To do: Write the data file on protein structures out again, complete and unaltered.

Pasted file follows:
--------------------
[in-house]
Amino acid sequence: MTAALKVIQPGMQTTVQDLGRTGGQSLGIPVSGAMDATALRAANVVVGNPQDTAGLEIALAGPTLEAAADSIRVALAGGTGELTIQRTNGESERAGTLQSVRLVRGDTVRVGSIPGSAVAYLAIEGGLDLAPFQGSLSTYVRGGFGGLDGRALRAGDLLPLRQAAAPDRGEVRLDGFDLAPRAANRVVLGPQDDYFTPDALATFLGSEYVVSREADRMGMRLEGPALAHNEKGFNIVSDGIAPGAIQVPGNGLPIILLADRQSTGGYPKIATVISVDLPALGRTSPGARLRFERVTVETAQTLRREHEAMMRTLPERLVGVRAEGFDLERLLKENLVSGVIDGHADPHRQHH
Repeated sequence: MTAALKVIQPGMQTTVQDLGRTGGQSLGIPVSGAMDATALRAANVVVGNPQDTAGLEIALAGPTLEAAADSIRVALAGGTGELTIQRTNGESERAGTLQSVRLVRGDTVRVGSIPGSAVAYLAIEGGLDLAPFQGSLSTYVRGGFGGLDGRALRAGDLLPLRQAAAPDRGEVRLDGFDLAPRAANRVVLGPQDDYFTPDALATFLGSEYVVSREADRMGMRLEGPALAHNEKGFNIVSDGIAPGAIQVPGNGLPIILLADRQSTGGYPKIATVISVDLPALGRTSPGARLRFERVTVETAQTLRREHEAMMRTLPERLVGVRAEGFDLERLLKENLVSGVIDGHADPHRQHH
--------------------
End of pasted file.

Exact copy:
[in-house]
Amino acid sequence: MTAALKVIQPGMQTTVQDLGRTGGQSLGIPVSGAMDATALRAANVVVGNPQDTAGLEIALAGPTLEAAADSIRVALAGGTGELTIQRTNGESERAGTLQSVRLVRGDTVRVGSIPGSAVAYLAIEGGLDLAPFQGSLSTYVRGGFGGLDGRALRAGDLLPLRQAAAPDRGEVRLDGFDLAPRAANRVVLGPQDDYFTPDALATFLGSEYVVSREADRMGMRLEGPALAHNEKGFNIVSDGIAPGAIQVPGNGLPIILLADRQSTGGYPKIATVISVDLPALGRTSPGARLRFERVTVETAQTLRREHEAMMRTLPERLVGVRAEGFDLERLLKENLVSGVIDGHADPHRQHH
Repeated sequence: MTAALKVIQPGMQTTVQDLGRTGGQSLGIPVSGAMDATALRAANVVVGNPQDTAGLEIALAGPTLEAAADSIRVALAGGTGELTIQRTNGESERAGTLQSVRLVRGDTVRVGSIPGSAVAYLAIEGGLDLAPFQGSLSTYVRGGFGGLDGRALRAGDLLPLRQAAAPDRGEVRLDGFDLAPRAANRVVLGPQDDYFTPDALATFLGSEYVVSREADRMGMRLEGPALAHNEKGFNIVSDGIAPGAIQVPGNGLPIILLADRQSTGGYPKIATVISVDLPALGRTSPGARLRFERVTVETAQTLRREHEAMMRTLPERLVGVRAEGFDLERLLKENLVSGVIDGHADPHRQHH